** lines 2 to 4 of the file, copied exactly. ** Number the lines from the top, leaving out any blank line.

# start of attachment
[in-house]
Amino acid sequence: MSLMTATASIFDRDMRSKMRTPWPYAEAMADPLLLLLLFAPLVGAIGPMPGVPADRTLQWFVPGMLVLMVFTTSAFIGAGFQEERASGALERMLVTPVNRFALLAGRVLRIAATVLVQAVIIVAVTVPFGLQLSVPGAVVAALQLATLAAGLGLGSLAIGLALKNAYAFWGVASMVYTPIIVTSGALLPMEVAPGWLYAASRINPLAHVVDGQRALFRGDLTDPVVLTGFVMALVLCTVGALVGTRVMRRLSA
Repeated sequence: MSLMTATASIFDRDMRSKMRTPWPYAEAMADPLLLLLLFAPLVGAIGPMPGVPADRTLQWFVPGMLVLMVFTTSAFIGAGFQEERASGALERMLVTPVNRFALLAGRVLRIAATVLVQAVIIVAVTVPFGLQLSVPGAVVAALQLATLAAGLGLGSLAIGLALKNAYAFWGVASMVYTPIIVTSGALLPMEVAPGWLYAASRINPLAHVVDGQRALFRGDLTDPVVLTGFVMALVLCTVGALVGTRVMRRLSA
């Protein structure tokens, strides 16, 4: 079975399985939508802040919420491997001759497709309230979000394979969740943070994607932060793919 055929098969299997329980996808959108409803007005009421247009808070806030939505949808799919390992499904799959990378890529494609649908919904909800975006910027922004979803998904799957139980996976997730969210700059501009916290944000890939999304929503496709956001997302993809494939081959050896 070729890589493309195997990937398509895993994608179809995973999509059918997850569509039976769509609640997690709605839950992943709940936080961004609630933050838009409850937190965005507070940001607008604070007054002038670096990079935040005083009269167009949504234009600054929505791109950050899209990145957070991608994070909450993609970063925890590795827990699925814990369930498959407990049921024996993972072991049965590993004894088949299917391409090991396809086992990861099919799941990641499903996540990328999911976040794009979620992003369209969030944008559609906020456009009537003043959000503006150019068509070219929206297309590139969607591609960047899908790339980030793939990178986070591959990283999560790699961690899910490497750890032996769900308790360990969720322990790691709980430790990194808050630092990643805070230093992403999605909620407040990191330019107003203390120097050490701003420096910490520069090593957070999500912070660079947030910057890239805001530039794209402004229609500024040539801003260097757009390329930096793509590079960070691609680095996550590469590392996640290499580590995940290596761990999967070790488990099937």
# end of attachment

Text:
Amino acid sequence: MSLMTATASIFDRDMRSKMRTPWPYAEAMADPLLLLLLFAPLVGAIGPMPGVPADRTLQWFVPGMLVLMVFTTSAFIGAGFQEERASGALERMLVTPVNRFALLAGRVLRIAATVLVQAVIIVAVTVPFGLQLSVPGAVVAALQLATLAAGLGLGSLAIGLALKNAYAFWGVASMVYTPIIVTSGALLPMEVAPGWLYAASRINPLAHVVDGQRALFRGDLTDPVVLTGFVMALVLCTVGALVGTRVMRRLSA
Repeated sequence: MSLMTATASIFDRDMRSKMRTPWPYAEAMADPLLLLLLFAPLVGAIGPMPGVPADRTLQWFVPGMLVLMVFTTSAFIGAGFQEERASGALERMLVTPVNRFALLAGRVLRIAATVLVQAVIIVAVTVPFGLQLSVPGAVVAALQLATLAAGLGLGSLAIGLALKNAYAFWGVASMVYTPIIVTSGALLPMEVAPGWLYAASRINPLAHVVDGQRALFRGDLTDPVVLTGFVMALVLCTVGALVGTRVMRRLSA
């Protein structure tokens, strides 16, 4: 079975399985939508802040919420491997001759497709309230979000394979969740943070994607932060793919 055929098969299997329980996808959108409803007005009421247009808070806030939505949808799919390992499904799959990378890529494609649908919904909800975006910027922004979803998904799957139980996976997730969210700059501009916290944000890939999304929503496709956001997302993809494939081959050896 070729890589493309195997990937398509895993994608179809995973999509059918997850569509039976769509609640997690709605839950992943709940936080961004609630933050838009409850937190965005507070940001607008604070007054002038670096990079935040005083009269167009949504234009600054929505791109950050899209990145957070991608994070909450993609970063925890590795827990699925814990369930498959407990049921024996993972072991049965590993004894088949299917391409090991396809086992990861099919799941990641499903996540990328999911976040794009979620992003369209969030944008559609906020456009009537003043959000503006150019068509070219929206297309590139969607591609960047899908790339980030793939990178986070591959990283999560790699961690899910490497750890032996769900308790360990969720322990790691709980430790990194808050630092990643805070230093992403999605909620407040990191330019107003203390120097050490701003420096910490520069090593957070999500912070660079947030910057890239805001530039794209402004229609500024040539801003260097757009390329930096793509590079960070691609680095996550590469590392996640290499580590995940290596761990999967070790488990099937």